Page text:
MLB TV Revenue – Santa Claus Keeps Coming To Town

A recent source of revenue for all MLB franchises that has flown under the radar comes from television. For some teams, it’s almost enough to cover their entire annual payroll. How sweet is that?

Even though it was in 1939 that the first MLB game was televised, it took another two decades for the idea to catch on. The surge in the number of homes having a television, coupled with the introduction of color TV’s, increased the attraction of all sporting events. But most of all it was baseball’s Game Of The Week that scored the most attention.

And for most Americans, it was the only show in town. Although if you lived within 50 miles of a major league city, the game would be blacked out in your area. The big city markets like New York treated baseball fans to around 40 games a year, usually on Friday nights and Sunday afternoons. These games were televised by WPIX, a local independent station and one of the few in the country at a time when the three major networks held a virtual monopoly on what was “air worthy” WGN out of Chicago also became a baseball fixture asthe TV home of the Cubs and White Sox. But other than that, fans could go days and weeks if they lived in area blacked out by the GOTW.

Cable TV Changes Everything

With the advent of cable television followed by satellite television, everything changed. New networks started appearing overnight with ESPN opening up the sports world with the revolutionary idea of having a network exclusively dedicated to sports and broadcasting 24/7. Not to be outdone, Ted Turner, “The Last Tycoon” would launch TBS and carry virtually all of the Braves games.

From there, it was only a matter of time that an adventurous major league franchise would see the light by coming to the realization that they had a product they could sell to their entire fan base, no matter where the fans lived. The New York Yankees launch of the YES network in 2012 provided the next step in the evolutionary process of integrating baseball and television.

Quickly, other MLB franchises caught on the idea. Regional Sports Networks developed to capture the rights to televise the games of teams in smaller markets who did not have the resources to develop their own network as the Yankees had done. Which brings us full circle to where we are today.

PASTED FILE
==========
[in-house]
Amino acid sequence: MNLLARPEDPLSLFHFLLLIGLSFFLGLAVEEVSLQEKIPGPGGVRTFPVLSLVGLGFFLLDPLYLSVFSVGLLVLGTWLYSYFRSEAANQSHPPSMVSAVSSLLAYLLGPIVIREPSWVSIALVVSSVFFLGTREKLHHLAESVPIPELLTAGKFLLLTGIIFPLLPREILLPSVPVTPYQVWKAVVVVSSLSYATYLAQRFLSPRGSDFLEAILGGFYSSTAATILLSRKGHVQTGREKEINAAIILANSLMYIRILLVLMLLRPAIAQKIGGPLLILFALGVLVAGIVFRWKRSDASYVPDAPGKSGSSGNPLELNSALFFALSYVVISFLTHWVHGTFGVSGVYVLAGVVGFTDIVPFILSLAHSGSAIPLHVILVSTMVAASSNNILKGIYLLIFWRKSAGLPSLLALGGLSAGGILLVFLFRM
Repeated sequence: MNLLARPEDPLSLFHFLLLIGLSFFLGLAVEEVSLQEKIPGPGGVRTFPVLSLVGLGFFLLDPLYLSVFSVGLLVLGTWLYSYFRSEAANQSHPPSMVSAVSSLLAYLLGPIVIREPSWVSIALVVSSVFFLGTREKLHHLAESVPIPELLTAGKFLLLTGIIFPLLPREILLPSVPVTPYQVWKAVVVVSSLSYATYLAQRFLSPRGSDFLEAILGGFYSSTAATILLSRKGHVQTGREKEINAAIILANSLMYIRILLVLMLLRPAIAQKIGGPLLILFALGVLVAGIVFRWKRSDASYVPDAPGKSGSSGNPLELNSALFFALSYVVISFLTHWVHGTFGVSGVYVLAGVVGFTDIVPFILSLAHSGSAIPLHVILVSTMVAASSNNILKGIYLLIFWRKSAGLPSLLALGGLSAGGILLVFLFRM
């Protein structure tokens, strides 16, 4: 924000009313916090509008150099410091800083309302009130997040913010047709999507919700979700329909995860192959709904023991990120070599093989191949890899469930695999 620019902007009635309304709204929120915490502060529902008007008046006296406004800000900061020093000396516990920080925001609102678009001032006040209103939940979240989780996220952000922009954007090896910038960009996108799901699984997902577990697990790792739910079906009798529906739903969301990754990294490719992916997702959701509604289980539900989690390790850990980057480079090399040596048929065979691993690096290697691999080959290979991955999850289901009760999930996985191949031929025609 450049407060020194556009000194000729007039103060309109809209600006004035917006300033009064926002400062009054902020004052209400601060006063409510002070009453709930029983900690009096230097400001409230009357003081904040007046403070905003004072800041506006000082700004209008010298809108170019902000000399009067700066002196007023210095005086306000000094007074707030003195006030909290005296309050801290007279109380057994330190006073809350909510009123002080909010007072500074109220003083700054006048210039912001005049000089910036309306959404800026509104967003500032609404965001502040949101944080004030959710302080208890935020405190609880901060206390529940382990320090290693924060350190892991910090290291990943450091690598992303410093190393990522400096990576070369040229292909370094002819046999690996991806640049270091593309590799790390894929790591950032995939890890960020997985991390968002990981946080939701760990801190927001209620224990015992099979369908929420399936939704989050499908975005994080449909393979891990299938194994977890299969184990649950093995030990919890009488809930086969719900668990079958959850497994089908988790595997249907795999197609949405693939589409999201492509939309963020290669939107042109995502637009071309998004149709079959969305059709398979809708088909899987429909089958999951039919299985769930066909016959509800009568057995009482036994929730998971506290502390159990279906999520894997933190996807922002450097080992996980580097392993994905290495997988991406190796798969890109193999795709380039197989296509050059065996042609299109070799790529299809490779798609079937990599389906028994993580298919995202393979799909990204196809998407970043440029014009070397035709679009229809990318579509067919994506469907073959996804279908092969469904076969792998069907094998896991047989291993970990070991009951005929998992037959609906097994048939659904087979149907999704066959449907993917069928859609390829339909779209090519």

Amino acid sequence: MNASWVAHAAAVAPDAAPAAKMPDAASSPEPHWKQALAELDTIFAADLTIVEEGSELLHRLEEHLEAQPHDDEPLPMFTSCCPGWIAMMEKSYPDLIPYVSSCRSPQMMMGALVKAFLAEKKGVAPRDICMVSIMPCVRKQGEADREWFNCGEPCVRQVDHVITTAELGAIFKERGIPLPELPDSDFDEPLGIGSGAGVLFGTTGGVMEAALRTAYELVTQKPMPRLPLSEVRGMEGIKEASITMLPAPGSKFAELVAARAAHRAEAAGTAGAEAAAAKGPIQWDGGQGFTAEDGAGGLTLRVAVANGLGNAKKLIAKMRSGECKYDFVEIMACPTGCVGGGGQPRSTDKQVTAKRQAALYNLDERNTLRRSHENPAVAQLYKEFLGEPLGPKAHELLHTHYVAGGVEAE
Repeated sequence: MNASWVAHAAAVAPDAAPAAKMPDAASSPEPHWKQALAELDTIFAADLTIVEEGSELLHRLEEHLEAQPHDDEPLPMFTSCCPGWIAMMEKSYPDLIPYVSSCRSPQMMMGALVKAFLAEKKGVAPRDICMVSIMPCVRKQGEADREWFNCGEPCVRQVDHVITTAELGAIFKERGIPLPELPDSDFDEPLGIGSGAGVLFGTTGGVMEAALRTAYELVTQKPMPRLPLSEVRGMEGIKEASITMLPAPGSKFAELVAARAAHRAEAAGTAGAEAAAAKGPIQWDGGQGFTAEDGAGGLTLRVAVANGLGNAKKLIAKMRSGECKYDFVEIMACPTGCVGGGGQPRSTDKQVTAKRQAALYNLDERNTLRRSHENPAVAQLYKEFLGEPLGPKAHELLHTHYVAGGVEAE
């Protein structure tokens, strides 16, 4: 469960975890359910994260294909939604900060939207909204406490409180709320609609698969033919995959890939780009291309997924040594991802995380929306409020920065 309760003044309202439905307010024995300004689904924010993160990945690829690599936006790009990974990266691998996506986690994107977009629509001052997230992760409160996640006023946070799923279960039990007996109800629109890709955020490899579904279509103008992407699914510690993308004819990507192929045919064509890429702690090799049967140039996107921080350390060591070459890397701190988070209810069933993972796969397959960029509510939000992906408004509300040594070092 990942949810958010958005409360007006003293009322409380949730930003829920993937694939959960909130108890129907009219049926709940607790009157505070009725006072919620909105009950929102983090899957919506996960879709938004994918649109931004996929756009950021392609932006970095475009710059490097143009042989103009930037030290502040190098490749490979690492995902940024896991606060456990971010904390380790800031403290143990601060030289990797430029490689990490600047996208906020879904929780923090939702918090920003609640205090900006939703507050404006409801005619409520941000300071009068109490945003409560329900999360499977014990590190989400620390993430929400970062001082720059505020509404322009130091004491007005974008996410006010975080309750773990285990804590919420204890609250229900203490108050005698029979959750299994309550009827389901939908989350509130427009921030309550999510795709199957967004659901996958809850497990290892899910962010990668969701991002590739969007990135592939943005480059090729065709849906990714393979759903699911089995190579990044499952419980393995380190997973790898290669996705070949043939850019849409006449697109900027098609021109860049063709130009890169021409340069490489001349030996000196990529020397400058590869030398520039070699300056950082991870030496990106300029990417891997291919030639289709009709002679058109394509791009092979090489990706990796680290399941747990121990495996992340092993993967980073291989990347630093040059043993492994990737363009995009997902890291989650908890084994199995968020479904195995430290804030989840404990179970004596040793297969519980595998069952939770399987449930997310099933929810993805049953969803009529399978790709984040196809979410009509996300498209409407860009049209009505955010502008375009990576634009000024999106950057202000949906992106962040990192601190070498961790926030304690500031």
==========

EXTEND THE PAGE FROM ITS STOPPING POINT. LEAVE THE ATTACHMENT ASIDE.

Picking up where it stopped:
Money, Money, Money Everywhere

In 2016 as an example of the impact on revenue from television, the lowly Tampa Bay Rays earned $20 million from their television contract at the same time they had a payroll of $42 million .

Now, for you and I, wouldn’t it be nice to have half of our bills paid for doing absolutely nothing except putting a team on the field and playing out the schedule. To where all you have to do is agree to have the games your teams play appear on someone’s screen and bingo….you’re in.

And taking it to the next level, how’d you like to be the Los Angles Dodgers who received $204 million last year to cover a payroll of $216 million …… now that is really sweet.

Major League Baseball has its own network as well offering a package (blackout restrictions apply) that entitles the buyer to watch any and all of the games broadcast by these regional networks, which further sweetens the pie even more. An employee living in Cincinnati and a fan of the Reds who gets transferred to Phoenix for example, can still follow and watch the Reds, as well as any other teams he wants to watch.

It’s A Win-Win Situation

So far, the remarkable thing is that even with all of this new and vast exposure, attendance at games continues to rise as well.

Any time you can have a win-win situation between a business owner and the customer, you have something unusual. Much like Apple and its adoring fan base that will buy the same phone every time a new one is released just because…….fans of baseball will watch more baseball just because they can. And teams reap the rewards for selling exclusive rights to their games, which provides the revenue to pay for the high priced talent they employ.

How sweet is that?

Comments? – Tweet Them Here

This article originally appeared on